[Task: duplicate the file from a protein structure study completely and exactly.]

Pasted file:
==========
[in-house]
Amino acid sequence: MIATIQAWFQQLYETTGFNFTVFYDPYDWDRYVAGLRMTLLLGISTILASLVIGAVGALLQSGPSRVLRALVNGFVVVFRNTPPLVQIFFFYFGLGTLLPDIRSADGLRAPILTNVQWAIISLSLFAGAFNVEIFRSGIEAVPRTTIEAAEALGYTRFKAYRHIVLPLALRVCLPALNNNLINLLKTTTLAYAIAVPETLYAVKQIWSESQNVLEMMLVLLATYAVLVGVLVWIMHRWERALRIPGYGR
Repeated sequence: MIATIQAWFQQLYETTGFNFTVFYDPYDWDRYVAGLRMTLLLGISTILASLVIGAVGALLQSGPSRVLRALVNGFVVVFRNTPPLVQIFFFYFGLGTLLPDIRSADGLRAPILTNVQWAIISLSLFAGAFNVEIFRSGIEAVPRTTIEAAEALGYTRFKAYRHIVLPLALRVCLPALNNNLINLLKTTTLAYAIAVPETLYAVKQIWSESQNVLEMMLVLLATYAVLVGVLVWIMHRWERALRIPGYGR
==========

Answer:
[in-house]
Amino acid sequence: MIATIQAWFQQLYETTGFNFTVFYDPYDWDRYVAGLRMTLLLGISTILASLVIGAVGALLQSGPSRVLRALVNGFVVVFRNTPPLVQIFFFYFGLGTLLPDIRSADGLRAPILTNVQWAIISLSLFAGAFNVEIFRSGIEAVPRTTIEAAEALGYTRFKAYRHIVLPLALRVCLPALNNNLINLLKTTTLAYAIAVPETLYAVKQIWSESQNVLEMMLVLLATYAVLVGVLVWIMHRWERALRIPGYGR
Repeated sequence: MIATIQAWFQQLYETTGFNFTVFYDPYDWDRYVAGLRMTLLLGISTILASLVIGAVGALLQSGPSRVLRALVNGFVVVFRNTPPLVQIFFFYFGLGTLLPDIRSADGLRAPILTNVQWAIISLSLFAGAFNVEIFRSGIEAVPRTTIEAAEALGYTRFKAYRHIVLPLALRVCLPALNNNLINLLKTTTLAYAIAVPETLYAVKQIWSESQNVLEMMLVLLATYAVLVGVLVWIMHRWERALRIPGYGR